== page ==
Fat, Media

Man, Do I Want to Know More about this Story

Woman accused of posing as doctor for obesity patients.

So this woman, Tracy Lynn White, was a hospital secretary who had bariatric surgery at The Georgetown Bariatrics Center in Lexington, KY, and

became friends with patients and doctors at the clinic. She eventually observed two surgeries and offered advice to other patients in a support group.

She also wore a stethoscope and white lab coat that identified her as an M.D., told some people she was a medical student from the University of Louisville, and gave patients advice on surgery and medication.

Now, here’s the kicker:

Georgetown police Detective Michael Littrell said doctors at the clinic became suspicious of White’s behavior and called police.


In all seriousness, I’m pretty confused about what exactly went down here, and I wish some intrepid journalist would go find out for me. How does a secretary/patient get invited to observe surgeries? How does a secretary/patient who’s supposedly friends with the staff at a clinic get to WALK AROUND IN A LAB COAT TALKING TO PATIENTS?

Meanwhile, there’s one more good reason not to trust a “doctor” who gives you weight loss advice.

13 thoughts on “Man, Do I Want to Know More about this Story”

  1. I mean, what DID tip them off? It’s not like hideously unhealthy, counterproductive advice isn’t par for the course at a bariatric clinic.

  2. I hear you on that ending:

    Health (Or should I say “The perception of health that isn’t always with true good intentions”) is the crutch that is almost always used for weight loss advocation. If I were being constantly badgered about my weight (As if health and weight are synonymous), I would try for myself to live healthy, but I think I would really have to dig into the situation to make a conclusion. I mean, we’re suppose to trust doctors, but as you said before: Some of them will tell you to lose weight if you’ve got a cold, there’s bags under your eyes, if your teeth are starting to rot, et cetera… all that unrelated crap. :P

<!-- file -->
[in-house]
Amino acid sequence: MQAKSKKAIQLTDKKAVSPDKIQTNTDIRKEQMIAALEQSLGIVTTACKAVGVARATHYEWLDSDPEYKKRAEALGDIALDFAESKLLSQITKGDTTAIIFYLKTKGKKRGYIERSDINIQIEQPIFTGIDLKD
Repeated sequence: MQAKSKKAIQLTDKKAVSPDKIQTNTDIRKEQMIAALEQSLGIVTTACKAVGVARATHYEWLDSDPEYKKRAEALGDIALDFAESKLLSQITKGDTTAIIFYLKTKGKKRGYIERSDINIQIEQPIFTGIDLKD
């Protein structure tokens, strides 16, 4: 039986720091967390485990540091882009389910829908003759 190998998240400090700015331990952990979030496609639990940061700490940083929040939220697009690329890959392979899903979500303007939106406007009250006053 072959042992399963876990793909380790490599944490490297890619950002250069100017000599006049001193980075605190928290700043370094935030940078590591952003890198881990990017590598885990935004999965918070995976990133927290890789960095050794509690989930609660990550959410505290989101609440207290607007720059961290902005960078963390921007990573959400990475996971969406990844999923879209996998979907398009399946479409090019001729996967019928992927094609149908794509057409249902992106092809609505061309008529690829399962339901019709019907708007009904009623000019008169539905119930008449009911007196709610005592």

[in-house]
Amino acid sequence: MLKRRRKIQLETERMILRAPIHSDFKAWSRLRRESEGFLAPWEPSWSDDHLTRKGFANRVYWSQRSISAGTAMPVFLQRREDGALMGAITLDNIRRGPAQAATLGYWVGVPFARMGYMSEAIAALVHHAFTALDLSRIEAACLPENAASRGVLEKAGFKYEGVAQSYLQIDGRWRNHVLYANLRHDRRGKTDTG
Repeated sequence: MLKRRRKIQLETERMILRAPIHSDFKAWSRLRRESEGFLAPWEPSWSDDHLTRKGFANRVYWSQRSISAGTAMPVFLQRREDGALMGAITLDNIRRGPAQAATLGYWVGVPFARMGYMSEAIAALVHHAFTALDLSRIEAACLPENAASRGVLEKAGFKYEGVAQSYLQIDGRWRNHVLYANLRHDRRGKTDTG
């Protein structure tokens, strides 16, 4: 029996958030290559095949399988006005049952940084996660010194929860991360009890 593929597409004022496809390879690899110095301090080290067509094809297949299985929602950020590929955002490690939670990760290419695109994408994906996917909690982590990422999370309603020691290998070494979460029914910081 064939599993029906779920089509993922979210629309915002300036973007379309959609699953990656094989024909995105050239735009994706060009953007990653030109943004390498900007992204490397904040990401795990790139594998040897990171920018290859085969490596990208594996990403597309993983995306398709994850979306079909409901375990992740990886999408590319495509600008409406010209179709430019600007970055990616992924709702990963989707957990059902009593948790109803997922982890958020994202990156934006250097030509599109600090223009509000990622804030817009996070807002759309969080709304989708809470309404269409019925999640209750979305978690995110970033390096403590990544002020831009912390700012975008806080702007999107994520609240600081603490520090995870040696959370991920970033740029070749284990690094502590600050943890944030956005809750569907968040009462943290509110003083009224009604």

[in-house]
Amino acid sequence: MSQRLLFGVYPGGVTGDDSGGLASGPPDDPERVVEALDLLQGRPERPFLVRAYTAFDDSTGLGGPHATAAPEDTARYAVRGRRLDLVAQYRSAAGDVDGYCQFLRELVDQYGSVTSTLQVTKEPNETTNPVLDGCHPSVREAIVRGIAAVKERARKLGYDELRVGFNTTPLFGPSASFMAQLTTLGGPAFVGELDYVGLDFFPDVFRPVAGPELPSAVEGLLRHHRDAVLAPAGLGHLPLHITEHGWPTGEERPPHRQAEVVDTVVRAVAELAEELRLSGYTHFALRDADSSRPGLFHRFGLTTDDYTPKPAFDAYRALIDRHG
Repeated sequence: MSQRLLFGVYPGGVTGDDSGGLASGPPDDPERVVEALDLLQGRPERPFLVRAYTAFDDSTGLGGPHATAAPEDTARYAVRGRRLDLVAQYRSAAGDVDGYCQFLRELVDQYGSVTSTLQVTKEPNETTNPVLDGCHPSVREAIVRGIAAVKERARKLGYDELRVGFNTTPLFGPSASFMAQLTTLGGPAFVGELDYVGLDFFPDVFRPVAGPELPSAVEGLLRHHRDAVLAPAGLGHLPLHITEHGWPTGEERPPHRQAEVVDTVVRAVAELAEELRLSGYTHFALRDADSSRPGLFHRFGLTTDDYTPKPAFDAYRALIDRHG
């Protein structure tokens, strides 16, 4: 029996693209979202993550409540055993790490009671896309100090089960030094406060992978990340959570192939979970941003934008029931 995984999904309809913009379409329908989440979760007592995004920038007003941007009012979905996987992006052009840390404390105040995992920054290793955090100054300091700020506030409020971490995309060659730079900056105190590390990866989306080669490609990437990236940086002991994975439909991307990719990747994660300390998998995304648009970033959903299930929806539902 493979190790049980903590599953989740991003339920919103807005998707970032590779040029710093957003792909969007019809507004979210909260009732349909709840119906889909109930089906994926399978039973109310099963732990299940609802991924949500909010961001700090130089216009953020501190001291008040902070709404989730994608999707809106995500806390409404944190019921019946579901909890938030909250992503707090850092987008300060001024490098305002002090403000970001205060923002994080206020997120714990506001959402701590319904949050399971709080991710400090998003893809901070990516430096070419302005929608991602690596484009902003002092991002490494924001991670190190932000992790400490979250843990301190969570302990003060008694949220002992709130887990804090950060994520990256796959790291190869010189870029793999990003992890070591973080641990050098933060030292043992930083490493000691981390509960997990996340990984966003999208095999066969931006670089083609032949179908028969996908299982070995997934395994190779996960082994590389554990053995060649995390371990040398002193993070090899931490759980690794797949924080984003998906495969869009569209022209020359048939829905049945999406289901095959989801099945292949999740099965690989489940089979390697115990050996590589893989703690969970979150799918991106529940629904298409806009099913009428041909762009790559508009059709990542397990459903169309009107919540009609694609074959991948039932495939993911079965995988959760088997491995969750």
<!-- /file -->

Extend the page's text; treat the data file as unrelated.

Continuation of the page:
Let’s not forget the U HAVE SYNDROME X thing that is probably misdiagnosed eleventy billion times because people keep forgetting metabolism lowers over time! OH EM GEEZZZZZ! Isn’t that what’s happening? Metabolism doesn’t stay high forever? :P

    I think it relies on a combination of how one really lives, and how deep the doctor gets when he/she starts making a consideration about it. It helps if they could ask open ended questions about the whole thing.

    “How is your lifestyle? Eating habits? Do you have a genetic propensity to being fat/thin/average/whatever? Are you active? Do you take any medication? Does it affect your metabolism? “

  3. “I mean, what DID tip them off? It’s not like hideously unhealthy, counterproductive advice isn’t par for the course at a bariatric clinic.”

    I’m sorry, but I have to say this: PWNED! :P

    I was just in Kentucky too. Hehe…

  4. This…*sputter*..I don’t….ack!…*fume*…unbelievable!! I literally am at loss for words right now.

    Now if you’ll excuse me, I think I’ll lay down for a little bit – my brain is on the verge of exploding and this is causing my head to ache…

  5. I am a patient at that clinic and I would like to say that the doctors at that clinic are extremely professional and there is more to this situation than noted. All patients give consent as to whether or not their surgery can or cannot be observed. The doctors acted in a professional manor in response to this situation and no patients health was compromised. The doctors have taken every action necessary to answer questions of their patients in regard to the situation and I, as well as all of their other patients that I have spoken to, are very extremely impressed with their handling of the matter.

  6. Oh this drives me crazy. Ah!!!!

    Earth loving lifestyle is more about how you get your food than how much you eat.

    I weight 300lbs and I bike commute everyday and I hate to think but know that the spandex set is picking me apart like this.

    As for so few calories that is awful and unhealthy low enough even without the added exercise.

  7. I once had a complete stranger walk up to me and tell me to get my stomach stapled. When I read this, even though I live across the country, I wondered if it was the same woman.

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